Microkelvin electronics on a pulse-tube cryostat with a gate Coulomb-blockade thermometer

Mohammad Samani, Christian P. Scheller, Omid Sharifi Sedeh, Dominik M. Zumbühl, Nikolai Yurttagül, Kestutis Grigoras, David Gunnarsson, Mika Prunnila, Alexander T. Jones, Jonathan R. Prance, Richard P. Haley

Research output: Contribution to journalArticleScientificpeer-review

2 Citations (Scopus)

Abstract

Temperatures below 1 mK on-chip hold great potential for quantum physics but present a great challenge due to the lack of suitable thermometry and the detrimental pulse-tube vibrations of cryogen-free refrigerators. Here, we solve the pulse-tube problem using a rigidly wired metallic sample holder, which provides a microkelvin environment with low heat leaks despite the vibrations. Further, we demonstrate an improved type of temperature sensor, the gate Coulomb blockade thermometer (gCBT), employing a gate metallization covering the entire device. This immunizes against nanofabrication imperfections and uncontrollable offset charges, and extends the range to lower temperatures compared to a junction CBT with the same island capacitance, here down to ≈160 μK for a 10% accuracy. Using on- and off-chip cooling, we demonstrate electronic temperatures as low as 224 ± 7 μK, remaining below 300 μK for 27 hours, thus providing time for experiments. Finally, we give an outlook for cooling below 50 μK for a future generation of microkelvin transport experiments.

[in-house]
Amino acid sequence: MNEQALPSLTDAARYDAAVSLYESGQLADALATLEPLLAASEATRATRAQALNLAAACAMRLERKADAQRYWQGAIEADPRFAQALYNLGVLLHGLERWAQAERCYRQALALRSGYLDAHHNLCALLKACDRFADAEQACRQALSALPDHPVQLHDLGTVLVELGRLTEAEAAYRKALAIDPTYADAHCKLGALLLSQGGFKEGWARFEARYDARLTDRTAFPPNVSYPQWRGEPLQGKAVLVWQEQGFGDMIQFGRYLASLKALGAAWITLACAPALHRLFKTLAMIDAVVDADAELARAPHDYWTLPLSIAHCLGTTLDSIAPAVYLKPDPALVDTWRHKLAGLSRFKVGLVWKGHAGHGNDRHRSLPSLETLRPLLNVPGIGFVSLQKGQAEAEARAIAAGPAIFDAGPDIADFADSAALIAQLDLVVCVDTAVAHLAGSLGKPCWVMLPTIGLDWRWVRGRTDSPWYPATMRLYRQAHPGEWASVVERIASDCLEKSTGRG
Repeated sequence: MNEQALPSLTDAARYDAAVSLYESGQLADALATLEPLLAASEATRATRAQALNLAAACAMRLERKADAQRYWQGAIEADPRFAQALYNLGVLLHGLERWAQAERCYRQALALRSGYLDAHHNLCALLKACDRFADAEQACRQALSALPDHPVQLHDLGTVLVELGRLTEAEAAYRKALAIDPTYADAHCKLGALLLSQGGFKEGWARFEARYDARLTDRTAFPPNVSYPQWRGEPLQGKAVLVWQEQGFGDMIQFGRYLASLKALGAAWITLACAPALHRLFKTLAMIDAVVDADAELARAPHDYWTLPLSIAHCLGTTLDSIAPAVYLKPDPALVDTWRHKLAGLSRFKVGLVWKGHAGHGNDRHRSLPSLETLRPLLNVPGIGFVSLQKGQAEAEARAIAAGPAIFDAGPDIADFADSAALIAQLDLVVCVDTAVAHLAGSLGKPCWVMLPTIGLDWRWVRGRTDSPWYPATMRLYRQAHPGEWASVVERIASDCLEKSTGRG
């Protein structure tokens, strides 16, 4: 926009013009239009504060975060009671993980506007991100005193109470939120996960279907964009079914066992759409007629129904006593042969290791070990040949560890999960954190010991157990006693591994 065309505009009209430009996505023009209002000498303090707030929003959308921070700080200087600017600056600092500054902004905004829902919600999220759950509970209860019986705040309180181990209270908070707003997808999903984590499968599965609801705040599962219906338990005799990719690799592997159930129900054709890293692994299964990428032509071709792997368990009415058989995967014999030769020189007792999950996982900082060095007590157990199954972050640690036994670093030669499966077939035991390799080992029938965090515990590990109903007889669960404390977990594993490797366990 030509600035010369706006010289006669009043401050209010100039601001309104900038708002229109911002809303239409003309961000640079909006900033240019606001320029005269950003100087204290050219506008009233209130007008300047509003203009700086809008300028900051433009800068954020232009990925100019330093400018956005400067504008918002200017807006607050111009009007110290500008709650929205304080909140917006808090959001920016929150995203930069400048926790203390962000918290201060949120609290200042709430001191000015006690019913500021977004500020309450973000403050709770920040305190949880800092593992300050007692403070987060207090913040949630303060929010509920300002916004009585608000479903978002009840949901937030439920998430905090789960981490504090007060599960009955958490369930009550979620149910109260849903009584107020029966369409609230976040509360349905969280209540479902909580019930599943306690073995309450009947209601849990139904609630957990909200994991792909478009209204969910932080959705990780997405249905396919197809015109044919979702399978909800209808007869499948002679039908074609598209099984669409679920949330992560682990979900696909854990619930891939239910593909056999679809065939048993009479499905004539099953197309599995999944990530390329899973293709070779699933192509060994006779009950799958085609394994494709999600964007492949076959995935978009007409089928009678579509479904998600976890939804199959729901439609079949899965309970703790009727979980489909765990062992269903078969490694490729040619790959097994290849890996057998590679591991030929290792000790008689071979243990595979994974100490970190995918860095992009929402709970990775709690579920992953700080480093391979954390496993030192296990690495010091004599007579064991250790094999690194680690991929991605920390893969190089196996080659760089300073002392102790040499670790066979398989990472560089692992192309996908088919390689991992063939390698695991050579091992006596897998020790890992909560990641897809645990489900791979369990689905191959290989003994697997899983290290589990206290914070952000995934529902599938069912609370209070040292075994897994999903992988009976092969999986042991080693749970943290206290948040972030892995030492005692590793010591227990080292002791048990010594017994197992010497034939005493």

Original languageEnglish
Article number033225
JournalPhysical review research
Volume4
Issue number3
DOIs
Publication statusPublished - Jul 2022
MoE publication typeA1 Journal article-refereed

Funding

This research was supported by the EU H2020 European Microkelvin Platform (EMP) Grant No. 824109, innovation program under Grant Agreement No. 766853 Energy Filtering Non-Equilibrium Devices (EFINED), MSCA Cofund Action Quantum Science and Technologies at the European Campus (QUSTEC) Grant No. 847471, and by the Academy of Finland through the Centre of Excellence Programs No. 336817 and No. 312294, the Swiss National Science Foundation Grant No. 179024, the Swiss Nanoscience Institute, and the Georg H. Endress Foundation.

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